Monday, June 27, 2011
courtney love on the inside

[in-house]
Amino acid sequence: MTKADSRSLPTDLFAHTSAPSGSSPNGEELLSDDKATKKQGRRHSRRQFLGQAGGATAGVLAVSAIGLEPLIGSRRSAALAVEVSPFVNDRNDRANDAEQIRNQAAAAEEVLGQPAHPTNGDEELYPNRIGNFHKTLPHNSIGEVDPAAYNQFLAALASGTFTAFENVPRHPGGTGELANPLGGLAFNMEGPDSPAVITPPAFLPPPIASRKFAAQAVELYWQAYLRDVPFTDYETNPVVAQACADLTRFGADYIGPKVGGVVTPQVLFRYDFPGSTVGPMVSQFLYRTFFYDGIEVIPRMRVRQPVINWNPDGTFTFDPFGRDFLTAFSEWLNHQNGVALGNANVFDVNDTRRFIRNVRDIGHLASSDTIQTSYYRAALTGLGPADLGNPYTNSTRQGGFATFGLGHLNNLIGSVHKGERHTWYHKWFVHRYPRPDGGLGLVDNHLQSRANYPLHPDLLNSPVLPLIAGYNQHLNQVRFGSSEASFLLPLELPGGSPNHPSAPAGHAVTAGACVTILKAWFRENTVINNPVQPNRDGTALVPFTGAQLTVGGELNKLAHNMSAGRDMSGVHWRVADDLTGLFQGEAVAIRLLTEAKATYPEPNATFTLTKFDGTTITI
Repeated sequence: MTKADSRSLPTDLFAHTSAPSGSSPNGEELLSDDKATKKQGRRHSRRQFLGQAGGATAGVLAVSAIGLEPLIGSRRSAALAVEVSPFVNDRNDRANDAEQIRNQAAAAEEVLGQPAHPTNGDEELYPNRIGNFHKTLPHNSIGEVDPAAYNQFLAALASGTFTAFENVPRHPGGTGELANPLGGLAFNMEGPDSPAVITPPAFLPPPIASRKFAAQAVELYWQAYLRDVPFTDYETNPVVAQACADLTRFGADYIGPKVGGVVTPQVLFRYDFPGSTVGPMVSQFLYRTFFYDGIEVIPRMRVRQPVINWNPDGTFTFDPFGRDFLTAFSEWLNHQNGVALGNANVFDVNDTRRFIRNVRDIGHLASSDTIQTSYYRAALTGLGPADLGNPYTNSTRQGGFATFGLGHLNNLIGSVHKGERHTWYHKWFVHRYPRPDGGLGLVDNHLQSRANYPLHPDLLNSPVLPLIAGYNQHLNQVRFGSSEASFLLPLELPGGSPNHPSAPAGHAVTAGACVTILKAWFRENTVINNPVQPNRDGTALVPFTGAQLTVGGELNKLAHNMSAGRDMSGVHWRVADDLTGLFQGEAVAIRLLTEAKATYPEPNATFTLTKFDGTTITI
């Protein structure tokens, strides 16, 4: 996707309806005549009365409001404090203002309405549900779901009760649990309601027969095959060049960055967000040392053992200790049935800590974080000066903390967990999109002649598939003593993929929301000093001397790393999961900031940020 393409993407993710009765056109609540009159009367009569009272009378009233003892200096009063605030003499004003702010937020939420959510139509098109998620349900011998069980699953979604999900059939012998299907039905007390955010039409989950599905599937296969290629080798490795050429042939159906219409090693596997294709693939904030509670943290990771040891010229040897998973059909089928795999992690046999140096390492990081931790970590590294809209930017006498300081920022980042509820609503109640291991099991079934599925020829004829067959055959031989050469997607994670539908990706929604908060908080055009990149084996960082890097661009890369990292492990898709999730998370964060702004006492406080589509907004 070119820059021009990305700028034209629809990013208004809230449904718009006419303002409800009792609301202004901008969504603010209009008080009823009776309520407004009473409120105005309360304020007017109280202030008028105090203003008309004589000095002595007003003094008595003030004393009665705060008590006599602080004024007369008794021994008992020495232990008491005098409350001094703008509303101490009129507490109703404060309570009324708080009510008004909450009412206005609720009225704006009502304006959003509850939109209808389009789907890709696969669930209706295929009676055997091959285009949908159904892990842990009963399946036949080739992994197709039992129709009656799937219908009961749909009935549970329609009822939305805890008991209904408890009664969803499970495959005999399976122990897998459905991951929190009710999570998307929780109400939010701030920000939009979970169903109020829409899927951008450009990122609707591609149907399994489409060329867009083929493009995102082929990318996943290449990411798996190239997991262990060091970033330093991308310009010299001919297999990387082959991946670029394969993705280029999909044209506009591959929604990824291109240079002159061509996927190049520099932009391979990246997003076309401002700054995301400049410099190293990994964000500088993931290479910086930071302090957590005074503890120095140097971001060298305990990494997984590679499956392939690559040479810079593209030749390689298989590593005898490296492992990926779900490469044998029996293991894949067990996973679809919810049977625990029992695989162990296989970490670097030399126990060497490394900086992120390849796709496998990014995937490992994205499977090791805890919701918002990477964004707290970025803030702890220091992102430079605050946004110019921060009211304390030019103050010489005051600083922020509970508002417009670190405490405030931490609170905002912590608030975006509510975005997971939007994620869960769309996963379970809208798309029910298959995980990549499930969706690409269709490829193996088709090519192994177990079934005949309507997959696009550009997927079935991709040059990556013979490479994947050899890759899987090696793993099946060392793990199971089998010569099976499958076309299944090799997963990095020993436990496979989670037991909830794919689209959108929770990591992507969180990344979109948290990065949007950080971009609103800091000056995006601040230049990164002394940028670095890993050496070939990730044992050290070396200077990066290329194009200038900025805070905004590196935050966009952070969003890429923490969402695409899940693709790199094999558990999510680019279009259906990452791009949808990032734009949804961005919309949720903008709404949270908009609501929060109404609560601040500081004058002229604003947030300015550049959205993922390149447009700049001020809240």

Once upon a time I dated a boy that sang in a hardcore band that lived far away. Let's call them Ill At Sea (IAS for brevity) We saw each other for a few months and things just weren't working out for me. I realized this very abruptly at a time when he was visiting and we had a talk about it. It didn't go well. He got pretty upset about it and that made me feel pretty uncomfortable. After all, we only dated for a few months. I'd just gotten out of a long term relationship and I was feeling really dazed and disconcerted and I confused an inclination to be a part of a unit as adoration/infatuation/etc. My bad. It happens to most of us. A "rebound". I'd say that by age 25 in 2011 most everyone has been on both sides of this situation. I'm diverging from my point, forgive me. He started demanding that I call him to "talk about things", when in my mind I had said everything that needed to be said. He would text me constantly. Long and hateful messages would fill both my text message and email inboxes. He wrote to my sister. He wrote to my best friend. He insisted that multiple pieces of writing/songs I'd completed after we broke it off were about him when they weren't. He got every mutual friend we had involved and slandered my name left and right. He made me feel worse about myself than I've ever felt in my adult life. He said the most shamelessly malicious things I've ever heard anyone say to another person (after 4 months of knowing one another). I eventually had no choice but to completely cut him off. Deleted his number, blocked all emails, etc. I moved on, dated a few others, forgot about him to an extent. I wrote a piece on this very blog about my friend...lets call her Karen...and how she had just written a piece about sexism in the punk community. I wrote another one about my thoughts and experiences on sexism in the punk community. This boy...singer of IAS decided that he should chime in. He decided that as a white male in a hardcore community(a subcommunity of punk and hardcore that alienates women more than most) AND as a grad student or whatever he should point out flaws in my argument, invalidate my experiences and essentially jerk off with pedantic jargon for 6 paragraphs with a weak argument and embarrassingly obvious (to me) ulterior motives. Just when I started to feel like a dialogue about this issue was really opening up, my (sort of) exboyfriend decides that he's going to pop up and drag down all of these compelling and positive essays with an irrelevant circle jerk of bullshit. Pretty fucked up. Pretty fucked up, indeed. I wrote my friend who runs the blog to tell him why the singer of IAS's submission was upsetting to me and he was totally cool about it. Other contributors were cool about it too. But just the fact that my real life experiences that I turned into a positive exposition could be brushed aside so easily by a slighted, hyper-masculine weiner is unnerving. It's almost a natural example of what I've been saying all along, but that in itself is totally disheartening.